The process of choosing an NGO partner typically involves a screening process. This can include a credibility test, a field visit, and background checks. It may also involve using the expertise of a CSR consulting firm. Many companies require NGOs to sign a memorandum of understanding (MoU) before entering into a partnership, and they also require monthly or annual impact assessment reports from the NGO. While these activities are essential to ensure that the NGO is reputable, it is also a financial burden for the companies as well as the NGOs. To avoid these additional costs, many companies involved in partnerships prior to the Act are simply strengthening those existing ties.

An important concern for companies is finding an organisation that has the appropriate amount of resources, knowledge, and capacity. As the Act pertains to large corporations, it follows that they are primarily looking to match up with large NGOs that fit this description. Working with reputable NGOs eliminates the worry of malpractice, while also providing a way to channel the majority of their funds and efforts.

What are the implications of this change for NGOs? Companies are demanding high standards from NGOs, especially in project monitoring. This means NGOs may have to devote more time to monitoring their projects rather than carrying them out. A Yes Bank CSR representative points out: “NGOs…don’t have the capacity or the priority to communicate and provide reporting to all the corporates that support them.” Their work is thus either diluted, or NGOs with limited human resources are not able to gain the credibility needed to hold on to partnerships. A CSR representative from Hindustan Petroleum points out that this limits the ability of grassroots organisations to gain momentum since they are not able to scale up or gain the requisite experience.

The choice companies have to make of whether to focus CSR efforts on output or outcome adds tension to the relationship. Output focuses on numbers: it is what companies put in their brochures to advertise the amount of people reached. Outcome is the long-term and lasting change created. Based on our analysis of nearly 200 companies, corporations are trending towards a focus on output rather than outcome.

In order to shift the focus, corporations and NGOs must work more collaboratively. To do so, corporates could increase the quantum of employee engagement in CSR efforts. The GMR Varalakshmi Foundation, for example, added employee’s CSR involvement to their performance reports. So far, however, this has not been a focus for most companies.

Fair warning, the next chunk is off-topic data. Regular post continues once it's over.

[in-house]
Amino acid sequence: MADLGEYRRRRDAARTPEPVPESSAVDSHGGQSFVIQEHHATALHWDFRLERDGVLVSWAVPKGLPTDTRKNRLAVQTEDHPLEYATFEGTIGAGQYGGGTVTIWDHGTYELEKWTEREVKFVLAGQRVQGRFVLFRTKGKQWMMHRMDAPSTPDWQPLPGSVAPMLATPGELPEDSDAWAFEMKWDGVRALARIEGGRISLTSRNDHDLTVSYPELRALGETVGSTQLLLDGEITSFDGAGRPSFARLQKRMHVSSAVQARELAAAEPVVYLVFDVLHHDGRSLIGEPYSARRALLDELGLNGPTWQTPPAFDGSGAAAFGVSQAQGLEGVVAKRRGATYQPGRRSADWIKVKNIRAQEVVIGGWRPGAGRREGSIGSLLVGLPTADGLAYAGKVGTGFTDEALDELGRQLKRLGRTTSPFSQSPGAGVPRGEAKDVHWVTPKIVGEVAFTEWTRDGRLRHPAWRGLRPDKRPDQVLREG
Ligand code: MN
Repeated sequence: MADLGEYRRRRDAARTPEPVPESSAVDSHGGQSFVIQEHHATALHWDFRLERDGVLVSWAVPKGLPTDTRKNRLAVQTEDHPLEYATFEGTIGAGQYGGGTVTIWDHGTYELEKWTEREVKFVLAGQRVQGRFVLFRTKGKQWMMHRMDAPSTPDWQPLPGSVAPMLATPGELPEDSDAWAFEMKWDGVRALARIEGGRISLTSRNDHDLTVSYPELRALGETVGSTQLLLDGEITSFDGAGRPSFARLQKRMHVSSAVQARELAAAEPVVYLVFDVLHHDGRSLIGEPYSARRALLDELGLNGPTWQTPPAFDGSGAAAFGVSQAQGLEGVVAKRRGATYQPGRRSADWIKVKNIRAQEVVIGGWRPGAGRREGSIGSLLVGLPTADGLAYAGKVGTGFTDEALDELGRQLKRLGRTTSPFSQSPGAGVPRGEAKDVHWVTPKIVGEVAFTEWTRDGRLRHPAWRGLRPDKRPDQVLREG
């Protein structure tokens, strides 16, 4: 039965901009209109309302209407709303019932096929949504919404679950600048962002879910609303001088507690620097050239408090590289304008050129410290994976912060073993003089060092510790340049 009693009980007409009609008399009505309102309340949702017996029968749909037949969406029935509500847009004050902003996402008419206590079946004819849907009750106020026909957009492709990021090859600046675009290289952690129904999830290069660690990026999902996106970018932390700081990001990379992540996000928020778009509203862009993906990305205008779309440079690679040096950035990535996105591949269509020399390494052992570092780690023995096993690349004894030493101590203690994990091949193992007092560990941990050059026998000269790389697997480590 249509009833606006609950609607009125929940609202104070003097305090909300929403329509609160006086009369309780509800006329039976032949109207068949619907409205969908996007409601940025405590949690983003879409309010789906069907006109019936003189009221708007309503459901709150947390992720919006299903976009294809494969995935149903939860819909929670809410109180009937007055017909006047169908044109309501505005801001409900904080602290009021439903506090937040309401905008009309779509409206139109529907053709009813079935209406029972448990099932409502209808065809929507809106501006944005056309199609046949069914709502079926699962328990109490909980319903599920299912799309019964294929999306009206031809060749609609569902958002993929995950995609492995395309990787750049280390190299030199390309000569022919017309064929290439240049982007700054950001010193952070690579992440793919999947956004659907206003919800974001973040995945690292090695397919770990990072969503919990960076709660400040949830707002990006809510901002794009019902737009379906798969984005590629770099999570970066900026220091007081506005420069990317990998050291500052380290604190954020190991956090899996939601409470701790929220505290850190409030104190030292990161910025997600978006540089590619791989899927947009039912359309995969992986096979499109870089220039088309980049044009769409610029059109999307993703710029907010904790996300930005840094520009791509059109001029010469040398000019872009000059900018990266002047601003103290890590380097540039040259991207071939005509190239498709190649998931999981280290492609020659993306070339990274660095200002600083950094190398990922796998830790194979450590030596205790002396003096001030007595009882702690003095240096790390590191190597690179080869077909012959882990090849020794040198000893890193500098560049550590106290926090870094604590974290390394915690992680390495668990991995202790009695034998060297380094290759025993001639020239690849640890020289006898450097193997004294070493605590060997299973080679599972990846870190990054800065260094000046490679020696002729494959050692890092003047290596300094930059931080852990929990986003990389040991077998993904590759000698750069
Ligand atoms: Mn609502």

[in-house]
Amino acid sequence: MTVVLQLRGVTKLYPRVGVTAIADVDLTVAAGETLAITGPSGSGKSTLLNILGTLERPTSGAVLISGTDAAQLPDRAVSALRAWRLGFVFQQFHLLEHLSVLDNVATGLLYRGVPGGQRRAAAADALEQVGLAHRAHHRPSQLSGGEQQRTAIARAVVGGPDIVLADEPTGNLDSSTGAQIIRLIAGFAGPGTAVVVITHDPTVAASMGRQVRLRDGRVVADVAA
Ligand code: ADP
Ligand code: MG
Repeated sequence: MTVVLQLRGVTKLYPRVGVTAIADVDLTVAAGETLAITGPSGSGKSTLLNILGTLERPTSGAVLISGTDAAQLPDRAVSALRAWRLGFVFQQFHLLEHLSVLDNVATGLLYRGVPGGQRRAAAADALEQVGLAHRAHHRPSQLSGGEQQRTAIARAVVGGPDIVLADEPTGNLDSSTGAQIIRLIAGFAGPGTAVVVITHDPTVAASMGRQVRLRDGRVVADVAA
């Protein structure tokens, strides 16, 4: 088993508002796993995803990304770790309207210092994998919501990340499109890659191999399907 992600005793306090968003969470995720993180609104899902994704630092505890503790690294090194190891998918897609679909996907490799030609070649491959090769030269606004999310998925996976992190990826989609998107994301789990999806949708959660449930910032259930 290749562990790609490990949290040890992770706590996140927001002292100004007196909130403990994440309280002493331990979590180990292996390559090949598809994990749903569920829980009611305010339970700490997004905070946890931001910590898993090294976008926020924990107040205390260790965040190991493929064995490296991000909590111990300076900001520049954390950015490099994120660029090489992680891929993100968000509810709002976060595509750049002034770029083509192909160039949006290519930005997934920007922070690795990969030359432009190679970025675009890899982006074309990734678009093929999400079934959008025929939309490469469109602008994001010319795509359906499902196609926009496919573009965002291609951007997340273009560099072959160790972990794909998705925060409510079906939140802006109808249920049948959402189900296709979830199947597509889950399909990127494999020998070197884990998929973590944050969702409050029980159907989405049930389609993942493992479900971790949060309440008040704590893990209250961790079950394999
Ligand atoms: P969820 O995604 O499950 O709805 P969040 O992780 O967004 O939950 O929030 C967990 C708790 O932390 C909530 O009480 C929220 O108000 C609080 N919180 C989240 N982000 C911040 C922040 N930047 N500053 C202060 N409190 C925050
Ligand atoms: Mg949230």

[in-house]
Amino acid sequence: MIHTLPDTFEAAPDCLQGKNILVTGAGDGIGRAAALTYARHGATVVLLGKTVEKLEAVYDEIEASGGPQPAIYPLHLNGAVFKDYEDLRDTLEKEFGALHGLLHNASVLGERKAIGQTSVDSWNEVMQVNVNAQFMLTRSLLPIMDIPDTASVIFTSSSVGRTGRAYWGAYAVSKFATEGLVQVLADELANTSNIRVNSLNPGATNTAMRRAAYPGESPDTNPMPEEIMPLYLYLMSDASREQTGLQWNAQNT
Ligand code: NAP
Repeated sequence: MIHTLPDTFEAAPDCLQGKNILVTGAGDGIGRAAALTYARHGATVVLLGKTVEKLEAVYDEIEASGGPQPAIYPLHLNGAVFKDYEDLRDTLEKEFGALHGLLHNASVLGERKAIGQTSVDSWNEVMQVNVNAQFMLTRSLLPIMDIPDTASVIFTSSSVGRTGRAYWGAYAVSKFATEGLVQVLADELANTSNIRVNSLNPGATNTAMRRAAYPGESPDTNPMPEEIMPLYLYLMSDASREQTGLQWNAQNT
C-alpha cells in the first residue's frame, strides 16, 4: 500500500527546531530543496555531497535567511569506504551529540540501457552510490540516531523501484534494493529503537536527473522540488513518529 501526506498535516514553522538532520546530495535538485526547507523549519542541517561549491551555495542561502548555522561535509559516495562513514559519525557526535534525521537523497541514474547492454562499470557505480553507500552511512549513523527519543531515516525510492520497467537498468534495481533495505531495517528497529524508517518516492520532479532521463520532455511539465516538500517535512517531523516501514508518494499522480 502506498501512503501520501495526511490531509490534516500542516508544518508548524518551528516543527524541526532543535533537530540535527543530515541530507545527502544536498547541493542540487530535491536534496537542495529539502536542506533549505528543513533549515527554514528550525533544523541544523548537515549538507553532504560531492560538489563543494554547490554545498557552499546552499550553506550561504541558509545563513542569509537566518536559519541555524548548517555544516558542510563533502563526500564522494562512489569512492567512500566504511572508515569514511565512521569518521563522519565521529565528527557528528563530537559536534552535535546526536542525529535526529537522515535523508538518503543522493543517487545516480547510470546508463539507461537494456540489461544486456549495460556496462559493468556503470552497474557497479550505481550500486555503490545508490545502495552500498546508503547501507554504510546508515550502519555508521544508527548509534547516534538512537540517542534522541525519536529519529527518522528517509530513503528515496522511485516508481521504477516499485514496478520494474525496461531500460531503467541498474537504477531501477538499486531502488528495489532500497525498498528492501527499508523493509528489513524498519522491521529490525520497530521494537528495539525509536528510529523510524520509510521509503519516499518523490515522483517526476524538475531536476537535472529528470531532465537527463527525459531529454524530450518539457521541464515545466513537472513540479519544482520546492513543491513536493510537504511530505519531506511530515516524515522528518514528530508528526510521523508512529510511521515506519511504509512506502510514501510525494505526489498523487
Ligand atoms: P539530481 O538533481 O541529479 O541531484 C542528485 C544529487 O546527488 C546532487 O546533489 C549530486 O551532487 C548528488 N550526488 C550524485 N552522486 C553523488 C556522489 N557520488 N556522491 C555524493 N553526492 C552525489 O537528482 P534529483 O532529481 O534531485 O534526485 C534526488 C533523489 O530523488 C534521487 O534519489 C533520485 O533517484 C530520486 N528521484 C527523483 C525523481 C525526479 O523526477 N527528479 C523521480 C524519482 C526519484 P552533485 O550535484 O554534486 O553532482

Increasing the role employees play in CSR efforts will ingrain the value of social responsibility in the company rather than it being treated as a separate unit. It will also allow for an exchange of skills between corporates and NGOs. Working with each other’s strengths and fostering a sense of shared responsibility can shift the focus to outcome rather than output.

Source: http://www.gatewayhouse.in/linking-businesses-and-ngos-for-csr

Tuesday, December 29, 2015

Online FC return filing date extended

The last date for filing of FC return online in Form FC-4 has been extended to 15-March-2016 for the financial year 2014-15.

Ref: https://fcraonline.nic.in/home/PDF_Doc/Annual_Return_Extension.pdf

Annual Return filing date extended to 15th March 2016

Vide a notice of 22nd December 2015, FCRA Dept has extended filling date of Annual Return (now under FC4) to 15th March 2016.

This has been done to allow FCRA users to become used to new rules as well as to allow time to stabilise to new online website. At: https://fcraonline.nic.in/home/PDF_Doc/Annual_Return_Extension.pdf

Changes in online FC4 Form (Annual Return)
In addition, it is observed that now Investment in Fixed Deposit has been disabled under Utilisation column. So investment in FDs would not be treated as Utilisation. This was pointed by several persons that how one could treat investment in FDs as Utilisation, and was causing a lot of confusion.

This indicates that the form is currently being debugged and possibly the reason for extending the annual return filing date.

Changes to FCRA enables government to receive account details of NGOs instantly

NEW DELHI: Recent changes to the Foreign Contribution Regulation Rules (FCRA) empower the government to get details instantly about the accounts of non-governmental organisations whenever they receive foreign contributions or utilise the money. According to the home ministry: "All FCRA designated bank accounts and utilisation accounts will have to be brought on the online platforms of Public Finance Management Services ( PFMS) of the Ministry of Finance."

This means the bank accounts of any NGO registered under FCRA can be easily inspected by authorities under the home ministry. This will not only allow them track the funds disbursed, but also maintain a vigil, said officials.

As per the new amendments, the guidelines for reporting by banks have been tightened. "The banks shall report to the central government within 48 hours any transaction in respect of receipt of any foreign contribution," a home ministry notification said.